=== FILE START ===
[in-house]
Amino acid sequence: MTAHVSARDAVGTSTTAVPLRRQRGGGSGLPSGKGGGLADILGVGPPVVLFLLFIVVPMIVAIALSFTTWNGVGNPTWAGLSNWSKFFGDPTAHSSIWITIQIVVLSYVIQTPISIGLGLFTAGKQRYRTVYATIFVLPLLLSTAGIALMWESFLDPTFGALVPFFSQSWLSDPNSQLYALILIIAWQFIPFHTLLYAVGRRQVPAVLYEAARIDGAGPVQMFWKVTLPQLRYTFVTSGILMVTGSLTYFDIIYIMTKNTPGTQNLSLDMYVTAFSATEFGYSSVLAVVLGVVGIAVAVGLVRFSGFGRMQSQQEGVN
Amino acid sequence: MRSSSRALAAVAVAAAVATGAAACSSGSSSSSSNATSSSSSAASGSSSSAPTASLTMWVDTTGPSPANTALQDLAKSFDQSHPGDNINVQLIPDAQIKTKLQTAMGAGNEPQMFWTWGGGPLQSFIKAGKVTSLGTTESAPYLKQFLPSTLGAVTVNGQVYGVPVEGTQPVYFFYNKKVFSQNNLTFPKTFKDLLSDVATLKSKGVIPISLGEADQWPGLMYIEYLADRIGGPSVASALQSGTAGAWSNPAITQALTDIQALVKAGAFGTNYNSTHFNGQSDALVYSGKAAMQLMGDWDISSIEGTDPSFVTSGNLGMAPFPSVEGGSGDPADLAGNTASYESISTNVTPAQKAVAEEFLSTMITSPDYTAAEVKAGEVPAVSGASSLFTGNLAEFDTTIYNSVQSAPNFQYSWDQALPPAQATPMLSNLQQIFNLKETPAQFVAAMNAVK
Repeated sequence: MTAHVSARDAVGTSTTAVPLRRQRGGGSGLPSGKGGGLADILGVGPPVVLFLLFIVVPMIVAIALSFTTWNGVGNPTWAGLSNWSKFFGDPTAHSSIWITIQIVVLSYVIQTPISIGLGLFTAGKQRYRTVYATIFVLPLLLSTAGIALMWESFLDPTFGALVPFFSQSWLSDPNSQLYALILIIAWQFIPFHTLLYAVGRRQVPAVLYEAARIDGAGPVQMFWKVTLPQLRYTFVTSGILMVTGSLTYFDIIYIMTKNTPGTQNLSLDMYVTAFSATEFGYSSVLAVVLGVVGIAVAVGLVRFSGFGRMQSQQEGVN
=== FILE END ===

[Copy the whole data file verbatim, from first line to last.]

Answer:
[in-house]
Amino acid sequence: MTAHVSARDAVGTSTTAVPLRRQRGGGSGLPSGKGGGLADILGVGPPVVLFLLFIVVPMIVAIALSFTTWNGVGNPTWAGLSNWSKFFGDPTAHSSIWITIQIVVLSYVIQTPISIGLGLFTAGKQRYRTVYATIFVLPLLLSTAGIALMWESFLDPTFGALVPFFSQSWLSDPNSQLYALILIIAWQFIPFHTLLYAVGRRQVPAVLYEAARIDGAGPVQMFWKVTLPQLRYTFVTSGILMVTGSLTYFDIIYIMTKNTPGTQNLSLDMYVTAFSATEFGYSSVLAVVLGVVGIAVAVGLVRFSGFGRMQSQQEGVN
Amino acid sequence: MRSSSRALAAVAVAAAVATGAAACSSGSSSSSSNATSSSSSAASGSSSSAPTASLTMWVDTTGPSPANTALQDLAKSFDQSHPGDNINVQLIPDAQIKTKLQTAMGAGNEPQMFWTWGGGPLQSFIKAGKVTSLGTTESAPYLKQFLPSTLGAVTVNGQVYGVPVEGTQPVYFFYNKKVFSQNNLTFPKTFKDLLSDVATLKSKGVIPISLGEADQWPGLMYIEYLADRIGGPSVASALQSGTAGAWSNPAITQALTDIQALVKAGAFGTNYNSTHFNGQSDALVYSGKAAMQLMGDWDISSIEGTDPSFVTSGNLGMAPFPSVEGGSGDPADLAGNTASYESISTNVTPAQKAVAEEFLSTMITSPDYTAAEVKAGEVPAVSGASSLFTGNLAEFDTTIYNSVQSAPNFQYSWDQALPPAQATPMLSNLQQIFNLKETPAQFVAAMNAVK
Repeated sequence: MTAHVSARDAVGTSTTAVPLRRQRGGGSGLPSGKGGGLADILGVGPPVVLFLLFIVVPMIVAIALSFTTWNGVGNPTWAGLSNWSKFFGDPTAHSSIWITIQIVVLSYVIQTPISIGLGLFTAGKQRYRTVYATIFVLPLLLSTAGIALMWESFLDPTFGALVPFFSQSWLSDPNSQLYALILIIAWQFIPFHTLLYAVGRRQVPAVLYEAARIDGAGPVQMFWKVTLPQLRYTFVTSGILMVTGSLTYFDIIYIMTKNTPGTQNLSLDMYVTAFSATEFGYSSVLAVVLGVVGIAVAVGLVRFSGFGRMQSQQEGVN